AfCTFA: Nigeria, others urged to reduce border checks - PUNCH
African trade experts have identified difficult border checks, harassment, solicitation from security officials, kickbacks from traders and bad roads as barriers hindering the maximisation of opportunities in Intra-Africa trade.
This was disclosed in the latest edition of Pathway Africa magazine obtained by our correspondent from the Ministry of Aviation.
The Secretary-General, African Federation of Women Entrepreneurs, Lucia Quachey, was quoted as saying, “Only a few hundred kilometres separate Lagos, Nigeria, from Accra in Ghana but for the thousands of traders who ply this route, the journey through these routes can take a full day. Customs officials and police at roadblocks will make you unload and unpack every little package in order to delay you for hours.”
She further advocated the dismantling of various tariffs and non-tariff barriers and the building of infrastructure to boost trade.
AfCFTA project aims to ease conditions for commerce between Africa’s 55 nations, eliminating barriers and increasing trade, which is projected to have an enormous impact on the continent, its 1.3 billion citizens and an estimated $3.4tn GDP.
Similarly, the Secretary-General, Abuja Memorandum of Understanding, Sunday Umoren, called for active collaboration of private sectors and development partners.
He emphasised the need to engage carriers and vessel owners in delivering on AFCFTA.
“Shipping is the bedrock of globalisation it helps in ensuring that the benefit of trade and commerce are more evenly spread across countries
“All African industrial policymakers should be bold in developing and implementing an extensive range of reforms and trade facilitation measures needed to achieve the substantial rewards and dividends that the agreement offers,” he said.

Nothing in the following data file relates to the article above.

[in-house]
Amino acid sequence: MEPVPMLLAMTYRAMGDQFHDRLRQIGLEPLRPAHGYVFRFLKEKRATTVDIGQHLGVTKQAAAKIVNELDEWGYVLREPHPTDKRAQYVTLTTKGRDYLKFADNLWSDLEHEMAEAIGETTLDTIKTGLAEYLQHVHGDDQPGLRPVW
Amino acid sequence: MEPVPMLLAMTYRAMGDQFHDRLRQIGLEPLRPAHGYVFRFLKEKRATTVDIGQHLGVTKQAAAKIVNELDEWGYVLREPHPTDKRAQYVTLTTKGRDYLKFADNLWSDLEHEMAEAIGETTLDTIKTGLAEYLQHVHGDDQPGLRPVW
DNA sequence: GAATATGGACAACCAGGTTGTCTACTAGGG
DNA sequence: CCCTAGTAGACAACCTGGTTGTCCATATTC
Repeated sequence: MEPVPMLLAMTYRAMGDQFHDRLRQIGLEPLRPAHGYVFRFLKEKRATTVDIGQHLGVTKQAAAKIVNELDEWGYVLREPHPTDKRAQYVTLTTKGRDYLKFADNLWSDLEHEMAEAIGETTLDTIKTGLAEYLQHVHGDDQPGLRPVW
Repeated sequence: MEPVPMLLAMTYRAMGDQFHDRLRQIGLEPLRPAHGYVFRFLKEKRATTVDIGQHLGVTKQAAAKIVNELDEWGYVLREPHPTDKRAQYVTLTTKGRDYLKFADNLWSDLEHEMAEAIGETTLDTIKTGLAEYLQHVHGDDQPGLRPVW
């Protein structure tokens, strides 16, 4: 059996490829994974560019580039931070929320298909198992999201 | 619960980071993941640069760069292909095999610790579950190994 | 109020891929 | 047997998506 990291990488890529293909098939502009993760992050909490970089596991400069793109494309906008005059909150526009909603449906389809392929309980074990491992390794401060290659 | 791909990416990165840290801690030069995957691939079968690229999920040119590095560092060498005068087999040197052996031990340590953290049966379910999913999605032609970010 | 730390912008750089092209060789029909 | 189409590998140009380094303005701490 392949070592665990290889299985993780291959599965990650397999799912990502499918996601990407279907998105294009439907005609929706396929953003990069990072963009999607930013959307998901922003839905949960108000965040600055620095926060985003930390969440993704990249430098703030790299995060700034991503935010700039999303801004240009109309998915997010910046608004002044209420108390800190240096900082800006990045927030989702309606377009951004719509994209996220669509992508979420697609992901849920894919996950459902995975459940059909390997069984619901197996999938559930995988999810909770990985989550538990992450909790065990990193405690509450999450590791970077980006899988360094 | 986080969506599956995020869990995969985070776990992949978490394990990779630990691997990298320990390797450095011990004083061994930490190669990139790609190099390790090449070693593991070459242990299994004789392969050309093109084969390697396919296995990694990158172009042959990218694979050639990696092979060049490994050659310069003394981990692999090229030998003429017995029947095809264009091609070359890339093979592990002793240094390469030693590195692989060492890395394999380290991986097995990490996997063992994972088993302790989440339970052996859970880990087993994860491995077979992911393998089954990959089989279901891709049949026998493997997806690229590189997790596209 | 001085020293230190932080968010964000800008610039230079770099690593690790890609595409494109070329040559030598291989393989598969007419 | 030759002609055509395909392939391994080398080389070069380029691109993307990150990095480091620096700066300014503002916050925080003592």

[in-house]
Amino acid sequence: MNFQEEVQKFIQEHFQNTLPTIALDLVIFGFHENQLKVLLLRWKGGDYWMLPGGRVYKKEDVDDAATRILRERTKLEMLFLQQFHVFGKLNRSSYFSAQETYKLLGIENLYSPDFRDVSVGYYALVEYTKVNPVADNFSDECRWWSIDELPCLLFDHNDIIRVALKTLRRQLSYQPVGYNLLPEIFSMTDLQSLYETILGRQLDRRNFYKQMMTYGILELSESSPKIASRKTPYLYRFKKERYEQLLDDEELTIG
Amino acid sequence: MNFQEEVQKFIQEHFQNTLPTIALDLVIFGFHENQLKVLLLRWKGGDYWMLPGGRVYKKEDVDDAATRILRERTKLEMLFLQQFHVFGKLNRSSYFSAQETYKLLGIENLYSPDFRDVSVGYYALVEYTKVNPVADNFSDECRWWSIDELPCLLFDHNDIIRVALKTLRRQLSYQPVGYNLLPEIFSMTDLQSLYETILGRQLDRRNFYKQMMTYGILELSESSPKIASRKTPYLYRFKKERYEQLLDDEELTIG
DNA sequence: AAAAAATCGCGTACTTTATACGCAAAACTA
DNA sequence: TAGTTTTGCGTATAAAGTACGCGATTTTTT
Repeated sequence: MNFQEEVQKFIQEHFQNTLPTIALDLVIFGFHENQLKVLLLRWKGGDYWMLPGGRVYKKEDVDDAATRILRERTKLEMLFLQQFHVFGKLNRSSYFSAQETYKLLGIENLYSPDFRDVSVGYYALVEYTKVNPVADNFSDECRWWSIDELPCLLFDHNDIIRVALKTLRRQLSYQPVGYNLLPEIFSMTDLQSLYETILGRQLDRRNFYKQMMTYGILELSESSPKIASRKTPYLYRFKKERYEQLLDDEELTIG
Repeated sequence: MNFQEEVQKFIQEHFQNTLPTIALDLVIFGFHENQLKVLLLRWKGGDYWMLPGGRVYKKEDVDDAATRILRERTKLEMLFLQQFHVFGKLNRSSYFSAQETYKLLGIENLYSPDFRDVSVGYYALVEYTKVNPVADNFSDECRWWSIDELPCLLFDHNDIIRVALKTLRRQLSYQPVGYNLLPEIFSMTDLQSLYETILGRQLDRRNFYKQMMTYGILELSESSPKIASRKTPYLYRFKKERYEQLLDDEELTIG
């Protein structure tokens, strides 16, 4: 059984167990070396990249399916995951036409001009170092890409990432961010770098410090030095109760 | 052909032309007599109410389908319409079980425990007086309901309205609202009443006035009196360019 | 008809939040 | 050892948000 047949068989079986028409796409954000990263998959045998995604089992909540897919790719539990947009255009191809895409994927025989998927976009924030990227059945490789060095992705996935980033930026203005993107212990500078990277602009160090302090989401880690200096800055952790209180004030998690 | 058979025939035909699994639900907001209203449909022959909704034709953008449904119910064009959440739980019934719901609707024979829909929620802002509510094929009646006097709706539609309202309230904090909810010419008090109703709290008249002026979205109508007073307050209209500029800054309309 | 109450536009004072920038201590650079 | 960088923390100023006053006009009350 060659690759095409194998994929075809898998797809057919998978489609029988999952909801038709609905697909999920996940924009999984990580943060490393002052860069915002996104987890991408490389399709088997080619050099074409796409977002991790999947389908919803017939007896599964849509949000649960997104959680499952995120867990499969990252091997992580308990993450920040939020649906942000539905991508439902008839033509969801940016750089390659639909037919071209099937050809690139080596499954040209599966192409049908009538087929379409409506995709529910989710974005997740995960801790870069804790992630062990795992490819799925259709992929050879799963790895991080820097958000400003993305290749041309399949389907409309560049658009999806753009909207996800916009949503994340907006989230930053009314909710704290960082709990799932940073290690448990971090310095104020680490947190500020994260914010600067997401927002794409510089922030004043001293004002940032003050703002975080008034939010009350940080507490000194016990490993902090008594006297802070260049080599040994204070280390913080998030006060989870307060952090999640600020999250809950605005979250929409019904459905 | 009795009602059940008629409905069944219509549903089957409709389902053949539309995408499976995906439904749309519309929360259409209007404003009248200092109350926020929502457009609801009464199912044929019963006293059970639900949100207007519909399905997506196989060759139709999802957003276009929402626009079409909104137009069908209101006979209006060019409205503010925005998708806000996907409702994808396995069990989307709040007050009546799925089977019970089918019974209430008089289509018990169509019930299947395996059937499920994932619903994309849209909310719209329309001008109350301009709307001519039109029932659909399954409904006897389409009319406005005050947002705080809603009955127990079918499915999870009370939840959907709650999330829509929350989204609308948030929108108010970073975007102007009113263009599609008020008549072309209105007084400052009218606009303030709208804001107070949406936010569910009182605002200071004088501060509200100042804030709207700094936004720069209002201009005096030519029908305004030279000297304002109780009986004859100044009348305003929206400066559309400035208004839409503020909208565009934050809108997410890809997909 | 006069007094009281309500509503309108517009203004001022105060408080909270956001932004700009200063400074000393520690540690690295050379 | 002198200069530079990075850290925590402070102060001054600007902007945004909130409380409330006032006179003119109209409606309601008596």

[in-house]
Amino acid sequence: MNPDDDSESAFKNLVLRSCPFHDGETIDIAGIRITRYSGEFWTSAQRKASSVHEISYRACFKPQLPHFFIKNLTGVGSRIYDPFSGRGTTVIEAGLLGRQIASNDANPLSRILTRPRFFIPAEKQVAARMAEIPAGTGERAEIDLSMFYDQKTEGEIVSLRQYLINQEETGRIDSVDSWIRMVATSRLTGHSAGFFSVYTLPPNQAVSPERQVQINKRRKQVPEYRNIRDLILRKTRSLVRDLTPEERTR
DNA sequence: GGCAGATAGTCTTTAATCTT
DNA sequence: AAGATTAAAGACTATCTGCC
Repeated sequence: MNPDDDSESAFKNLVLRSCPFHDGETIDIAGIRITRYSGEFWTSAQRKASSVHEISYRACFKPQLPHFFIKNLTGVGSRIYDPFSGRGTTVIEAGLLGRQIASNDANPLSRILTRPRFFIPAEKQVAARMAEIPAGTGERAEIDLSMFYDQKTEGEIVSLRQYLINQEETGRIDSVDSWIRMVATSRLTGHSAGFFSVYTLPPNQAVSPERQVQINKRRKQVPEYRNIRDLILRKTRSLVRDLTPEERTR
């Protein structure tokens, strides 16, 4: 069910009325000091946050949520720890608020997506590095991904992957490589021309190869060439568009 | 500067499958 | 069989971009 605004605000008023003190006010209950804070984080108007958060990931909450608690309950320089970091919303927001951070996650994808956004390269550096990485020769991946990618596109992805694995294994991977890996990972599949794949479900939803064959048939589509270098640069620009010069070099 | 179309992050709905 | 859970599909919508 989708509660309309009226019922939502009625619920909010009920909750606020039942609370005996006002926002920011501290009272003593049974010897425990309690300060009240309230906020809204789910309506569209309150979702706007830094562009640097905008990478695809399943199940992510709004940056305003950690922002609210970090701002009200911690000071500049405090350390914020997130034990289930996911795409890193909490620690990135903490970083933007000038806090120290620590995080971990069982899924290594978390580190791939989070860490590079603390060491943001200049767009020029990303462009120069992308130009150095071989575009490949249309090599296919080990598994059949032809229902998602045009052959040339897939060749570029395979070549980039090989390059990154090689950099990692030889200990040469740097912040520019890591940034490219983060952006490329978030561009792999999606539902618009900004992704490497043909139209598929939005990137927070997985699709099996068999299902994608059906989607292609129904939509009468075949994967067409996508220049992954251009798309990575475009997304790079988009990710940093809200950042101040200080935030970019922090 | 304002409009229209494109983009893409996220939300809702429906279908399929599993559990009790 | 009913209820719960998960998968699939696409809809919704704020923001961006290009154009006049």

Umoren urged that nothing should stop the region from having a ship-owning capacity to eliminate the burden and impact of the high freight rate of foreign ships.
Meanwhile, a financial expert, Jonathan Aremu, has noted that essential domestication of laws and policies is being ironed out, adding the final details will be rectified through assent by the national assembly and relevant ministries.
Speaking in a telephone interview with Saturday PUNCH, the Professor of Economics at Covenant University said, “Economic integration means countries coming together to discuss the type of trade and what we will be doing in common but what is delaying the process is that some essential documentation has to be done. The policies have to be implemented in domestic laws and will be sent to the National Assembly for assent. After this, the signed policies will be sent to different ministries that will participate because you need one approval or the other from these ministries and the relevant laws in those ministries have to be adjusted to accommodate what we have rectified. While the process is ongoing, nobody can say anything but a lot is ongoing on.
“There is pressure on countries involved because they want it to work, a lot of traders want to participate as well but things must be put in place else if there is a mistake, the culprit will be severely punished.”